Similarly, this research shows that the possibilities available to the refugees under the host sovereigns were not usually enough for interlocutors to achieve their aspirations. Hence many – especially in Lebanon and the West Bank, though for different reasons – have come to consider that emigration could fulfil their hopes and provide better conditions for them and their families. Better futures were negotiated via different routes – education, employment, and marriage being the ones explored here. While both return and the national future of Palestine also emerged in these negotiations, they were situated in a different, more abstract timeframe, not one that could provide better possibilities or enhancements in the deprived conditions faced in everyday life.

The specificity of Palestinian refugees’ negotiations on the future nevertheless emerges from this discrepancy between the national and the personal. On the level of national discourse, Palestinian refugees (especially those living in camps) are people steadfastly waiting for the return, enduring life in the camp and fighting for the national cause. However, on the level of the everyday, they are – as is anyone – aiming to improve their situation with the means available and, as became evident in ethnography, in the present situation and in light of past experiences those means direct their attention somewhere other than to the political objectives they hold as Palestinian refugees. This, Järvi claims, reflects the difficulties that Palestinian refugees living in the camps face: they are not in a secure enough position to have the luxury of “waiting out” or to concentrate on the political in its national manifestation. Rather, they are forced to negotiate the options at hand, to reach out in those directions where possibilities are available.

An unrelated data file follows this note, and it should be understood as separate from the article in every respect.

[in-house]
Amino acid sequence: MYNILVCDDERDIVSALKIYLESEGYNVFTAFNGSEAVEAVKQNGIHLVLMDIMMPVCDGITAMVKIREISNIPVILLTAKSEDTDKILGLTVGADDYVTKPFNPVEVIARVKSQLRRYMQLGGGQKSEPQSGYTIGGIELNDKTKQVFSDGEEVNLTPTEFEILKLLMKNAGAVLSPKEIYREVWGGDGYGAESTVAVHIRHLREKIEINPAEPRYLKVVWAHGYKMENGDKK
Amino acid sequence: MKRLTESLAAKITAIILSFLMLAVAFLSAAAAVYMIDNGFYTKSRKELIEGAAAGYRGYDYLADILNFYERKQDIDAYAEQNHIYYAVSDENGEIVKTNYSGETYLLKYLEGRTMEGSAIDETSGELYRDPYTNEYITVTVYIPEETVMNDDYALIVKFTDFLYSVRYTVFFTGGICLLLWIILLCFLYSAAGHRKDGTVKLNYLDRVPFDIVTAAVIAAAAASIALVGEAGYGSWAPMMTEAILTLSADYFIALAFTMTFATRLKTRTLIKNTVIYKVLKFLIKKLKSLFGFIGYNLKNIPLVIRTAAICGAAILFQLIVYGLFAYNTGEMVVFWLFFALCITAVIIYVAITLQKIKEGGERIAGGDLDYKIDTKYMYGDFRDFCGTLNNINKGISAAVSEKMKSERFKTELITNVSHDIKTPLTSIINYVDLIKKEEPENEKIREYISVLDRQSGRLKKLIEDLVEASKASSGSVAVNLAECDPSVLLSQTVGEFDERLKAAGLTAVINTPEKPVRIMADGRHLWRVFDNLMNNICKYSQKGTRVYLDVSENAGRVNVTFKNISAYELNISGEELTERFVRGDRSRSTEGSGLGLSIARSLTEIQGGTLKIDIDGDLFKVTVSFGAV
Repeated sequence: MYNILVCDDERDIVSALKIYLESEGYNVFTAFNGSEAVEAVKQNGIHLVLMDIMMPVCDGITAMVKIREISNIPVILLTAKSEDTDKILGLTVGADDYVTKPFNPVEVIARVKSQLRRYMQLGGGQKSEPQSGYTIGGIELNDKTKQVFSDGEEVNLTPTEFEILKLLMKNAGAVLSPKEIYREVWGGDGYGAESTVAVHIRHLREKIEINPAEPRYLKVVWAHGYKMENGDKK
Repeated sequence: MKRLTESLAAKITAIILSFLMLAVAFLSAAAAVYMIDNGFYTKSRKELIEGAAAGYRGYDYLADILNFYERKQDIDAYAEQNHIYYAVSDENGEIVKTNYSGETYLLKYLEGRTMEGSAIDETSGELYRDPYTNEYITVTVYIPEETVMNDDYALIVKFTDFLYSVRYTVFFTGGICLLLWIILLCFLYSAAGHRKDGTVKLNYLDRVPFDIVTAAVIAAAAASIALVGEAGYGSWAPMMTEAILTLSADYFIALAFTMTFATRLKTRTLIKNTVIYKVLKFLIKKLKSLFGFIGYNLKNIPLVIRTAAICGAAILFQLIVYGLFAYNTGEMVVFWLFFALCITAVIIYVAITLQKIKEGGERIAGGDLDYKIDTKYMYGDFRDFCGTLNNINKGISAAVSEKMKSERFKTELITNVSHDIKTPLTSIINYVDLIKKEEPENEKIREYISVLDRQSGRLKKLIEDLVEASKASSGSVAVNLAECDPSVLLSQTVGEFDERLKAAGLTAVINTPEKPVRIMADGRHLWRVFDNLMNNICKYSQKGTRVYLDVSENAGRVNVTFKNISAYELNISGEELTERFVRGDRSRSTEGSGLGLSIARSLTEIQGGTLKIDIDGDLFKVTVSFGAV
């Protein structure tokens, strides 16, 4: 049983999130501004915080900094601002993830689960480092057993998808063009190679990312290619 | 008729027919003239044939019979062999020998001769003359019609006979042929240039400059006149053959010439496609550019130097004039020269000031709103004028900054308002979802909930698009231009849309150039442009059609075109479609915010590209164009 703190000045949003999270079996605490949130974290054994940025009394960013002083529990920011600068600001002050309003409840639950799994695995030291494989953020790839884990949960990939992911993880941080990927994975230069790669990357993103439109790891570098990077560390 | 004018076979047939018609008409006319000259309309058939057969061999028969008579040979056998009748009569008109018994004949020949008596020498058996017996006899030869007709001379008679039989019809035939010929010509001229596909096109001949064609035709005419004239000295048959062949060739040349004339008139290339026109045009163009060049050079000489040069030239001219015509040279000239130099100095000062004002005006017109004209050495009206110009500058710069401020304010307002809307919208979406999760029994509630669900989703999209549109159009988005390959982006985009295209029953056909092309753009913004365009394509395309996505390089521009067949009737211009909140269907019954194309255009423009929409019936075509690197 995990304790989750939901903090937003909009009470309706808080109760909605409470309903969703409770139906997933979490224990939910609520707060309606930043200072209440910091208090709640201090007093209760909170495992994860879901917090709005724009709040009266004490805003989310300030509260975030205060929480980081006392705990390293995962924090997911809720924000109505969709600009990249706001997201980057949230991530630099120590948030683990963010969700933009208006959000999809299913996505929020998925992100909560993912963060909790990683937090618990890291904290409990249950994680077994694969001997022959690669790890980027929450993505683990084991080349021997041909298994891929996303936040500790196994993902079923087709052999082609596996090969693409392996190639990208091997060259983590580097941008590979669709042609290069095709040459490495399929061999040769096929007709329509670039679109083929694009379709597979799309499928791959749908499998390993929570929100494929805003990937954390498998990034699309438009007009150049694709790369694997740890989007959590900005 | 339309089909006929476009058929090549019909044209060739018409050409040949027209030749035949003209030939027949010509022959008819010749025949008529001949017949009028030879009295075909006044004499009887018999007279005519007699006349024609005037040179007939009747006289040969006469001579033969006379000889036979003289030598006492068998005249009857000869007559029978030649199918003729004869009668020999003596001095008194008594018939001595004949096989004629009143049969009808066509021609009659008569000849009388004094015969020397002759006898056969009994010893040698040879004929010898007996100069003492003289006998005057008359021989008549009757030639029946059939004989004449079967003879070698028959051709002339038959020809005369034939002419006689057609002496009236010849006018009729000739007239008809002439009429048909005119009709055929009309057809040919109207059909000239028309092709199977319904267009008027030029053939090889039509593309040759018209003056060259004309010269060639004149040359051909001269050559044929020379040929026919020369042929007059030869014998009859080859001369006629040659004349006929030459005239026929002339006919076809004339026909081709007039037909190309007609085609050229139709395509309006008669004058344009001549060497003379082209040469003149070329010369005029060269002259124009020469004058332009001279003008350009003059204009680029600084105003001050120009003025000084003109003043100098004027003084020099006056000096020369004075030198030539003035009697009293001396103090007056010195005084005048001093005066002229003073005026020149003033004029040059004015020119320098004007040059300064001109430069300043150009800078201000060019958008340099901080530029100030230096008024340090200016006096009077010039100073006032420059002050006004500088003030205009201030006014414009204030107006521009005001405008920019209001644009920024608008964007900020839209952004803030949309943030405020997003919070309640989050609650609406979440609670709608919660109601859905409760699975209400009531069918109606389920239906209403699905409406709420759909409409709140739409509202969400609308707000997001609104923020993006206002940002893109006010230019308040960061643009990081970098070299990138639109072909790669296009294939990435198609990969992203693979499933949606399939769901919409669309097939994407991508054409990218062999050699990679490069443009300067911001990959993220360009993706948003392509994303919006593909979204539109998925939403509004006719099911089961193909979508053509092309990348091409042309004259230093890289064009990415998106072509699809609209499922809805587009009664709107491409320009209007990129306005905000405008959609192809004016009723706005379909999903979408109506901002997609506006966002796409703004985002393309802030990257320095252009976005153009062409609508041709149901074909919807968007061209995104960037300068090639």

The doctoral dissertation of Tiina Järvi in the field of social anthropology titled Negotiating Futures in Palestinian Refugee Camps: Spatiotemporal Trajectories of a Refugee Nation will be publicly examined at the Faculty of Social Sciences of Tampere University at 12 o'clock on Friday 22 January 2021. The venue is Linna building lecture hall K 103, Kalevantie 5. The opponent will be Professor Emerita Annelies Moors from the University of Amsterdam. The custos is Professor Laura Huttunen from the Faculty of Social Sciences. Because on the coronavirus situation, only 10 persons can be present at the event.

The event can be followed via remote connection.

The dissertation is available online at http://urn.fi/URN:ISBN:978-952-03-1789-8

Photo: Matti Järvi